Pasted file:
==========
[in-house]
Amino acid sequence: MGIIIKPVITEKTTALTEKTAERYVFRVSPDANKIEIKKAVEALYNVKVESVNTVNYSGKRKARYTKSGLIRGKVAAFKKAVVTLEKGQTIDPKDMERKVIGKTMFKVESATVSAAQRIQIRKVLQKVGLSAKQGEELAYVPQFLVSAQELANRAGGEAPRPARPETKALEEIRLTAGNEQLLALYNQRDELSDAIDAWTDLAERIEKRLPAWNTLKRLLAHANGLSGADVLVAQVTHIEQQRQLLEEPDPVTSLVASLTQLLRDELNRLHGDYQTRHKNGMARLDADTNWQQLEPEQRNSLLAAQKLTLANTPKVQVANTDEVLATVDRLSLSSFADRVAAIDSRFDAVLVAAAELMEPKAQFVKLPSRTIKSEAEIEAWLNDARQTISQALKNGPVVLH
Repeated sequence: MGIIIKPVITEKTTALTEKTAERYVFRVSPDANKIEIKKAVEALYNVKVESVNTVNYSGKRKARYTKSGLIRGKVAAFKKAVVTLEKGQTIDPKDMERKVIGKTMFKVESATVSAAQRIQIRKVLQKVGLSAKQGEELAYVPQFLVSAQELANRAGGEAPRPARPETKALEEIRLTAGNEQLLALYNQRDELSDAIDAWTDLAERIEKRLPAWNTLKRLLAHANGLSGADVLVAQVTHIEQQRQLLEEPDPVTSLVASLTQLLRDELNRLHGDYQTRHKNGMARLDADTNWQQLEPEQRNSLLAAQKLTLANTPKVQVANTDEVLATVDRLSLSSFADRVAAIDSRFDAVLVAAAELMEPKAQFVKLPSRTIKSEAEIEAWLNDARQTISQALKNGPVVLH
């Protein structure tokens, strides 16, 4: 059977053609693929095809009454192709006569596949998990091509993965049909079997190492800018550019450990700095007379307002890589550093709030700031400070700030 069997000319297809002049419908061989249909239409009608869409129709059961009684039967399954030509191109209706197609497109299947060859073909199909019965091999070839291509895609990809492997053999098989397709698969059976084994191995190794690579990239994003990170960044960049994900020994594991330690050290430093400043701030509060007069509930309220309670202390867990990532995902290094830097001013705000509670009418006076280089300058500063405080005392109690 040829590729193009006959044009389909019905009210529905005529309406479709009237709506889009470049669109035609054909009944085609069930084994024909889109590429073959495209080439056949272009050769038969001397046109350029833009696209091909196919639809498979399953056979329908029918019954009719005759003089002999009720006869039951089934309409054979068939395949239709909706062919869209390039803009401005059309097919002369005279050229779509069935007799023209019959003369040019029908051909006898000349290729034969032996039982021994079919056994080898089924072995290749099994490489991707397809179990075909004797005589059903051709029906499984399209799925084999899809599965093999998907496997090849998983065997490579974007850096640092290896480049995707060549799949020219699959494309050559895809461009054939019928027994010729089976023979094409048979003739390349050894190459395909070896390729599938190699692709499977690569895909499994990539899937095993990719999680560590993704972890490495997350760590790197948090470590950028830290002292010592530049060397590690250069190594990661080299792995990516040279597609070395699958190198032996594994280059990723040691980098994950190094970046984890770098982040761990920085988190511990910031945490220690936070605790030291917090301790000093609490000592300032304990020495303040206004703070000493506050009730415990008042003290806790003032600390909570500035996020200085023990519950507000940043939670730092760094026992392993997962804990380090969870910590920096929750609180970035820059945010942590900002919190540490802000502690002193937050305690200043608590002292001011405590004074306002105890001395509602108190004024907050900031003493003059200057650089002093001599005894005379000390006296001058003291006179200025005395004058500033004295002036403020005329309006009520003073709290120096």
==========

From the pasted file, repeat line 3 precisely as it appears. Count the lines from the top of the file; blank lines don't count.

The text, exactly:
Repeated sequence: MGIIIKPVITEKTTALTEKTAERYVFRVSPDANKIEIKKAVEALYNVKVESVNTVNYSGKRKARYTKSGLIRGKVAAFKKAVVTLEKGQTIDPKDMERKVIGKTMFKVESATVSAAQRIQIRKVLQKVGLSAKQGEELAYVPQFLVSAQELANRAGGEAPRPARPETKALEEIRLTAGNEQLLALYNQRDELSDAIDAWTDLAERIEKRLPAWNTLKRLLAHANGLSGADVLVAQVTHIEQQRQLLEEPDPVTSLVASLTQLLRDELNRLHGDYQTRHKNGMARLDADTNWQQLEPEQRNSLLAAQKLTLANTPKVQVANTDEVLATVDRLSLSSFADRVAAIDSRFDAVLVAAAELMEPKAQFVKLPSRTIKSEAEIEAWLNDARQTISQALKNGPVVLH